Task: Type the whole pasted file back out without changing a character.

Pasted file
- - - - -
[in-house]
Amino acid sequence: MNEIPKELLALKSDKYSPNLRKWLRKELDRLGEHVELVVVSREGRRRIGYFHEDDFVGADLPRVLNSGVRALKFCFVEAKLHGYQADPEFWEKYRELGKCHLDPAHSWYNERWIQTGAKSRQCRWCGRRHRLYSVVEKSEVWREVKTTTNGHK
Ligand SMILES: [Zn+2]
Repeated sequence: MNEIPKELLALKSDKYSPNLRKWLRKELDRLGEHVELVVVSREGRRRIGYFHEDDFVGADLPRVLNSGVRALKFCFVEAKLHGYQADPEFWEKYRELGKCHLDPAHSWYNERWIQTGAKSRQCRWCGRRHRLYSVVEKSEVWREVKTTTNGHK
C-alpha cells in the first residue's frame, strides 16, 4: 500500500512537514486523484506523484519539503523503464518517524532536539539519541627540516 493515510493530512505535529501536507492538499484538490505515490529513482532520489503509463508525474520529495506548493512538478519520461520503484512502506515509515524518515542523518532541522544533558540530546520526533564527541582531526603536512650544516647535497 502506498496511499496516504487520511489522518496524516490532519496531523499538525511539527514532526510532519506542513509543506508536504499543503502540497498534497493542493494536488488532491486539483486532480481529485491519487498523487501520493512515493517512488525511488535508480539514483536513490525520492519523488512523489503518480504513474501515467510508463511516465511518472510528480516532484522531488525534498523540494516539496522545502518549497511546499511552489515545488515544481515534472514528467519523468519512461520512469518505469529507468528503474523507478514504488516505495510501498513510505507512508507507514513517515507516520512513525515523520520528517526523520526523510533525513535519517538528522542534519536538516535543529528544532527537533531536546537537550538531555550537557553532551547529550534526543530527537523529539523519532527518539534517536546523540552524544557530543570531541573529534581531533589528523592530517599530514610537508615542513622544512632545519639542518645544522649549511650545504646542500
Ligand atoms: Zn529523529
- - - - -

[in-house]
Amino acid sequence: MNEIPKELLALKSDKYSPNLRKWLRKELDRLGEHVELVVVSREGRRRIGYFHEDDFVGADLPRVLNSGVRALKFCFVEAKLHGYQADPEFWEKYRELGKCHLDPAHSWYNERWIQTGAKSRQCRWCGRRHRLYSVVEKSEVWREVKTTTNGHK
Ligand SMILES: [Zn+2]
Repeated sequence: MNEIPKELLALKSDKYSPNLRKWLRKELDRLGEHVELVVVSREGRRRIGYFHEDDFVGADLPRVLNSGVRALKFCFVEAKLHGYQADPEFWEKYRELGKCHLDPAHSWYNERWIQTGAKSRQCRWCGRRHRLYSVVEKSEVWREVKTTTNGHK
C-alpha cells in the first residue's frame, strides 16, 4: 500500500512537514486523484506523484519539503523503464518517524532536539539519541627540516 493515510493530512505535529501536507492538499484538490505515490529513482532520489503509463508525474520529495506548493512538478519520461520503484512502506515509515524518515542523518532541522544533558540530546520526533564527541582531526603536512650544516647535497 502506498496511499496516504487520511489522518496524516490532519496531523499538525511539527514532526510532519506542513509543506508536504499543503502540497498534497493542493494536488488532491486539483486532480481529485491519487498523487501520493512515493517512488525511488535508480539514483536513490525520492519523488512523489503518480504513474501515467510508463511516465511518472510528480516532484522531488525534498523540494516539496522545502518549497511546499511552489515545488515544481515534472514528467519523468519512461520512469518505469529507468528503474523507478514504488516505495510501498513510505507512508507507514513517515507516520512513525515523520520528517526523520526523510533525513535519517538528522542534519536538516535543529528544532527537533531536546537537550538531555550537557553532551547529550534526543530527537523529539523519532527518539534517536546523540552524544557530543570531541573529534581531533589528523592530517599530514610537508615542513622544512632545519639542518645544522649549511650545504646542500
Ligand atoms: Zn529523529